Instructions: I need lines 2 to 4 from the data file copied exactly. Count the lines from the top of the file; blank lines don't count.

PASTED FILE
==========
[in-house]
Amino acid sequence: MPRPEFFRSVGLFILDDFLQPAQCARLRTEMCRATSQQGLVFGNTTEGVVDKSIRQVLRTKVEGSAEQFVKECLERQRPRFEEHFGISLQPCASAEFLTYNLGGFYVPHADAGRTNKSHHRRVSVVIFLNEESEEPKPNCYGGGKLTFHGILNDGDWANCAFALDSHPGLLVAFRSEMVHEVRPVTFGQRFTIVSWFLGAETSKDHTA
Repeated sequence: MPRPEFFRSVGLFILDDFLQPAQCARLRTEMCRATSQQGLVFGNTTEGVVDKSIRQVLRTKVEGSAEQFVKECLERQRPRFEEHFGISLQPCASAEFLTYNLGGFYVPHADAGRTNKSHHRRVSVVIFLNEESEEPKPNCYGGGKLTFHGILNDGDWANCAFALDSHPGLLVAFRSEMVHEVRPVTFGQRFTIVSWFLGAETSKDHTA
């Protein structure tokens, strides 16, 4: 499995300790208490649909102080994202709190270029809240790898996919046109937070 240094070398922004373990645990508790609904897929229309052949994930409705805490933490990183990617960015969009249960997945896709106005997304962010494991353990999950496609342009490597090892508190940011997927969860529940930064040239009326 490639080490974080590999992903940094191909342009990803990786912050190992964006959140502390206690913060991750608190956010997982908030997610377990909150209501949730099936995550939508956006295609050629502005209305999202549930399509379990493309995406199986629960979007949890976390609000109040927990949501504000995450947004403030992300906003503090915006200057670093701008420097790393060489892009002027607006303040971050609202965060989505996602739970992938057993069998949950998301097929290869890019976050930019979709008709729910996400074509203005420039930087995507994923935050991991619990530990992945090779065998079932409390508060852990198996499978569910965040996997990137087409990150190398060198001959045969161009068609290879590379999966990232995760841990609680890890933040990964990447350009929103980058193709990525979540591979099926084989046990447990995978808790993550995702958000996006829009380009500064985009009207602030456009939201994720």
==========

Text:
Amino acid sequence: MPRPEFFRSVGLFILDDFLQPAQCARLRTEMCRATSQQGLVFGNTTEGVVDKSIRQVLRTKVEGSAEQFVKECLERQRPRFEEHFGISLQPCASAEFLTYNLGGFYVPHADAGRTNKSHHRRVSVVIFLNEESEEPKPNCYGGGKLTFHGILNDGDWANCAFALDSHPGLLVAFRSEMVHEVRPVTFGQRFTIVSWFLGAETSKDHTA
Repeated sequence: MPRPEFFRSVGLFILDDFLQPAQCARLRTEMCRATSQQGLVFGNTTEGVVDKSIRQVLRTKVEGSAEQFVKECLERQRPRFEEHFGISLQPCASAEFLTYNLGGFYVPHADAGRTNKSHHRRVSVVIFLNEESEEPKPNCYGGGKLTFHGILNDGDWANCAFALDSHPGLLVAFRSEMVHEVRPVTFGQRFTIVSWFLGAETSKDHTA
């Protein structure tokens, strides 16, 4: 499995300790208490649909102080994202709190270029809240790898996919046109937070 240094070398922004373990645990508790609904897929229309052949994930409705805490933490990183990617960015969009249960997945896709106005997304962010494991353990999950496609342009490597090892508190940011997927969860529940930064040239009326 490639080490974080590999992903940094191909342009990803990786912050190992964006959140502390206690913060991750608190956010997982908030997610377990909150209501949730099936995550939508956006295609050629502005209305999202549930399509379990493309995406199986629960979007949890976390609000109040927990949501504000995450947004403030992300906003503090915006200057670093701008420097790393060489892009002027607006303040971050609202965060989505996602739970992938057993069998949950998301097929290869890019976050930019979709008709729910996400074509203005420039930087995507994923935050991991619990530990992945090779065998079932409390508060852990198996499978569910965040996997990137087409990150190398060198001959045969161009068609290879590379999966990232995760841990609680890890933040990964990447350009929103980058193709990525979540591979099926084989046990447990995978808790993550995702958000996006829009380009500064985009009207602030456009939201994720």